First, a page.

Documentum and Jython – part Deux

May 16, 2008 at 8:22 pm | Posted in Jython | 1 Comment
Tags: ,

In my first post about the joys of Jython and Documentum I just showed some bare bones code to login and perform an action. One of the things I like is the jython interpreter where you can effectively run DFC line-by-line at the command prompt and see the effect. However all that typing can get a little tedious so it makes sense to wrap up some of the useful stuff into a module that can be imported into Jython.

First lets see how we can wrap the DFC connection code into a function that can be called multiple times. Fire up the jython interpreter and enter the following:

>>> from import DfClientX
>>> def connect(docbase, username, password):
...  cx=DfClientX()
...  c  =cx.getLocalClient()
...  li  =cx.getLoginInfo()
...  li.setUser(username)
...  li.setPassword(password)
...  s = c.newSession(docbase, li)
...  return s

The first line is the standard import of the DfClientX class from which we can dynamically create (directly or indirectly) most of the other DFC classes.

The second line is the way to create functions in Jython. The def keyword starts a function definition. It is followed by the function name and then the parameters in brackets – Jython is not strictly typed so we don’t need to specify types in the function definition. The line ends with a colon. This is the standard python/jython way of indicating a multi-line statement block; unlike java there are no curly brackets to delimit statement blocks. Following the function definition line each line of the function must be indented. Every indented line up to and including the return statement is part of the function (notice the interpreter changes the >>> to ...). The function definition is ended by a blank line – after this the interpreter returns to the >>>.

Now we can simply call the function like this:

>>> s1 = connect("mydocbase","dmadmin","dmadmin")
>>> s2 = connect("mydocbase","user1","user1pass")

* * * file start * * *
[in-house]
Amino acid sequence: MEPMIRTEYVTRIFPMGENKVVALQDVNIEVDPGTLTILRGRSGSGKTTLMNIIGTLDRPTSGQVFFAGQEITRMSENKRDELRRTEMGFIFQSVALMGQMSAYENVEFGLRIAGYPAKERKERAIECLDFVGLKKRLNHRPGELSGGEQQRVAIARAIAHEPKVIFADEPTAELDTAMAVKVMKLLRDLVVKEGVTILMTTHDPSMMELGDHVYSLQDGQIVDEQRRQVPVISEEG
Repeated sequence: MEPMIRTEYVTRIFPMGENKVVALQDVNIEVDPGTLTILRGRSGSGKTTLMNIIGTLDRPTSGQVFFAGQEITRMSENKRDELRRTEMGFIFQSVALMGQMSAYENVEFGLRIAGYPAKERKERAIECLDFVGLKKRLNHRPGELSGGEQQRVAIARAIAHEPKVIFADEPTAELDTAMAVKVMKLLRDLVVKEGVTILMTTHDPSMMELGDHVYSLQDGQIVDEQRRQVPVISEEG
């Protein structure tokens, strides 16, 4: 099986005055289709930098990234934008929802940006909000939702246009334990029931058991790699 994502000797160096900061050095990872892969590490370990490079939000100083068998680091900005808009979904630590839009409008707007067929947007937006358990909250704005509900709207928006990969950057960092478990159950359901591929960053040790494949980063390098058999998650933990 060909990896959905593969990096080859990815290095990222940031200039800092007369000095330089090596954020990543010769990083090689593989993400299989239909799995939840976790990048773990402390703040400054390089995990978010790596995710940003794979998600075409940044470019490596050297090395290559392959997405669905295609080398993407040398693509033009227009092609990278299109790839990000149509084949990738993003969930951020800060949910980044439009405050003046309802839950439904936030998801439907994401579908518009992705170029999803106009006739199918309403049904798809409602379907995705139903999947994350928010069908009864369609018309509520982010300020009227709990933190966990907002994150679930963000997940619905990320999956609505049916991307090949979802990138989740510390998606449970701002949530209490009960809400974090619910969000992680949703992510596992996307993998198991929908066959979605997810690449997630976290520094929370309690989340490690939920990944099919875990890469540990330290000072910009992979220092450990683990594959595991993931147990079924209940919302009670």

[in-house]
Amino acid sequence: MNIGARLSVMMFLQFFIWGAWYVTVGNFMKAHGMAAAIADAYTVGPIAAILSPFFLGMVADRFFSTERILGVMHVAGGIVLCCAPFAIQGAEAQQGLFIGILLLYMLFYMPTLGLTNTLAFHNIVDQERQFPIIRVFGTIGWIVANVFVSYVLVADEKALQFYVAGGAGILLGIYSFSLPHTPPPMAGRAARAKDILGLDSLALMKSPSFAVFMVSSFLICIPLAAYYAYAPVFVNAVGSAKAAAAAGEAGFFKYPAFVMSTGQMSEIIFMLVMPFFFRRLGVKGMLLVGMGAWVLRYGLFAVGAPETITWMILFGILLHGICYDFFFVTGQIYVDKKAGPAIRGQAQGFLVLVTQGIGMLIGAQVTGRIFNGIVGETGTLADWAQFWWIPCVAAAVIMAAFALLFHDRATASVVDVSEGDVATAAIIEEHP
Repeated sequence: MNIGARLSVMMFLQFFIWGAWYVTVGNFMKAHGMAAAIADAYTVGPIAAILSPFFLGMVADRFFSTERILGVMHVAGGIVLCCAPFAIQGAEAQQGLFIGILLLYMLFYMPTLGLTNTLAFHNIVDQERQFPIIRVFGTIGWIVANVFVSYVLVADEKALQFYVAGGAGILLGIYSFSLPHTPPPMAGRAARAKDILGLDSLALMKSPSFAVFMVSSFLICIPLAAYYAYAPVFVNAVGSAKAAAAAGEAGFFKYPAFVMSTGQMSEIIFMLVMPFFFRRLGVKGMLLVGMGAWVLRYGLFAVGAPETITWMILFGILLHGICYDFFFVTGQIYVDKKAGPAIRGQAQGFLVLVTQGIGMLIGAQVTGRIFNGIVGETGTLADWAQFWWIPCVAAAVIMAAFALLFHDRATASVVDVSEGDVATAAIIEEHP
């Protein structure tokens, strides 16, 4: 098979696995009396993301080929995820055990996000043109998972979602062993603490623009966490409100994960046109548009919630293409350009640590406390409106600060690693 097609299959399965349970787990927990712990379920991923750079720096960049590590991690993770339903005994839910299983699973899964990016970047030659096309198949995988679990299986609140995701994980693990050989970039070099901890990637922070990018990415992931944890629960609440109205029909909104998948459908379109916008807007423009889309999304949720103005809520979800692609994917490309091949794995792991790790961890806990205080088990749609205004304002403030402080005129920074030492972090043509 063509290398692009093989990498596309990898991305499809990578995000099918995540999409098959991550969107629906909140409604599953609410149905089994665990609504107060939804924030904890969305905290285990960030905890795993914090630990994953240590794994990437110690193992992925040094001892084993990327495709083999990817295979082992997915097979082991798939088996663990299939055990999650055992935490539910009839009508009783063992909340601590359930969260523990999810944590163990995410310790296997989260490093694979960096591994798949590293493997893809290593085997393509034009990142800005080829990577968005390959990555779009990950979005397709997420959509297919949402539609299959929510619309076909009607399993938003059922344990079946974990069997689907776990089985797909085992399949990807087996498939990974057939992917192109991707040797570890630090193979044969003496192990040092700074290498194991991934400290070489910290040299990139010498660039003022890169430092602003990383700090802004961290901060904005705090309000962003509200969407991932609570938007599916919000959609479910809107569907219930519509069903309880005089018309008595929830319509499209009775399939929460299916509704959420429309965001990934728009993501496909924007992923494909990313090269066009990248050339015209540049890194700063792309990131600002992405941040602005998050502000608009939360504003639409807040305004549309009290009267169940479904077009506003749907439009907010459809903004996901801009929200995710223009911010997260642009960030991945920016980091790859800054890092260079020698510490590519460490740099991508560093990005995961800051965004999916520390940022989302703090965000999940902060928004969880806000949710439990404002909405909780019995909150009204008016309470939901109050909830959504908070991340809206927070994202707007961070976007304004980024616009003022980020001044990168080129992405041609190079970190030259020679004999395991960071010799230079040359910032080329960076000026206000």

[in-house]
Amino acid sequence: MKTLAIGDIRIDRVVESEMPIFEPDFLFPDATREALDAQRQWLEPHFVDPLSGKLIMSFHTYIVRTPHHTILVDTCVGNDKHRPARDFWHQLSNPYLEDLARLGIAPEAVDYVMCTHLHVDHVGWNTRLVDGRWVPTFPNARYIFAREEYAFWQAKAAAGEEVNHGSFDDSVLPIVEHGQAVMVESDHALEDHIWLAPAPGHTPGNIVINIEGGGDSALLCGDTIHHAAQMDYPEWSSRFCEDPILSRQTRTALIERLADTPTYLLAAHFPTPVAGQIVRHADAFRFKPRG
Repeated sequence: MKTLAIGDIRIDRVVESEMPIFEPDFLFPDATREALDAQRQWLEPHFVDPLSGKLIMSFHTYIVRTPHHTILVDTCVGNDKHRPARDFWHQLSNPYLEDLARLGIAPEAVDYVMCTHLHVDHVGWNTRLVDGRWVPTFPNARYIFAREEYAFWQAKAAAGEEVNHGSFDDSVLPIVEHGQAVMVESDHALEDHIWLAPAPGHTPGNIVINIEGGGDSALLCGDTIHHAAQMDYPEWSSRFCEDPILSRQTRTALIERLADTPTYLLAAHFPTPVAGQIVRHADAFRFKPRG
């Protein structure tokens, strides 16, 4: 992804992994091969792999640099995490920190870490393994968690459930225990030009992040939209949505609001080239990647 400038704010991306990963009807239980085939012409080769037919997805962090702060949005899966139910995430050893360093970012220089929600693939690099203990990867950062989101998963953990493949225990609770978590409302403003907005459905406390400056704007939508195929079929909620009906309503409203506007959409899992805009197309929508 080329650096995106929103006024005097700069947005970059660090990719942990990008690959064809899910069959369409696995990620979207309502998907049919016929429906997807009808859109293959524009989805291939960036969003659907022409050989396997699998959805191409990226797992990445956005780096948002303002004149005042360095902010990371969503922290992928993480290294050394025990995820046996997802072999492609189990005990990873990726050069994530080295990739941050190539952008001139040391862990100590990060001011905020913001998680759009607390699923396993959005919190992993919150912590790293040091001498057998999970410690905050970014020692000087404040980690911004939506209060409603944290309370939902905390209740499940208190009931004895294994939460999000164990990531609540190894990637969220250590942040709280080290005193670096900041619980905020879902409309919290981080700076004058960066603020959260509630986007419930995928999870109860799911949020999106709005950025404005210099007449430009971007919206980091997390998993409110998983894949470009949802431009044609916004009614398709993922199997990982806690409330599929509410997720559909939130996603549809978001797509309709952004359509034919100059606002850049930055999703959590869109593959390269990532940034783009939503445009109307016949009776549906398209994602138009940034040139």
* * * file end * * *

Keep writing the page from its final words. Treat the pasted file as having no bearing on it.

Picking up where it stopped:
to give us 2 sessions, one for dmadmin and one for user1.

Now we could use the session to create an object:

doc = s1.newObject("dm_document")
doc.setObjectName("my document")"/cabinet1/folder2")

I think you get the idea!

But we don't want to have to create the connect function every time, so copy all the code into a separate file:

from import DfClientX

def connect(docbase, username, password):
 c  =cx.getLocalClient()
 li  =cx.getLoginInfo()
 s = c.newSession(docbase, li)
 return s

Name it (py is the standard python/jython script extension) and save it in the main Jython directory (where you installed jython which in my case is c:\jython2.2.1). Now restart the the jython interpreter and enter the following:

>>> import dctm
>>> s = dctm.connect("docbase2","dmadmin","dmadmin")

The import statement pulls in the code from the script and makes the function available via the dctm namespace. Once we have the IDfSession object s we can again do some work:

doc2 = s.newObject("dm_document")
doc2.setObjectName("another document")


50,000 and counting

May 14, 2008 at 8:51 pm | Posted in Object Replication | 5 Comments

16 months on, the blog has finally clocked up 50,000 hits! My original motiviation for blogging was to be able to write something less formal and that took less time to write and format than the articles I was putting out on the Xense website. At the time there were very few Documentum blogs (Johnny Gee’s was probably the only one I noticed regularly) and I was keen to do something deeply technical in a similar vein to Jonathan Lewis (Oracle) or Mark Russinovitch (Windows).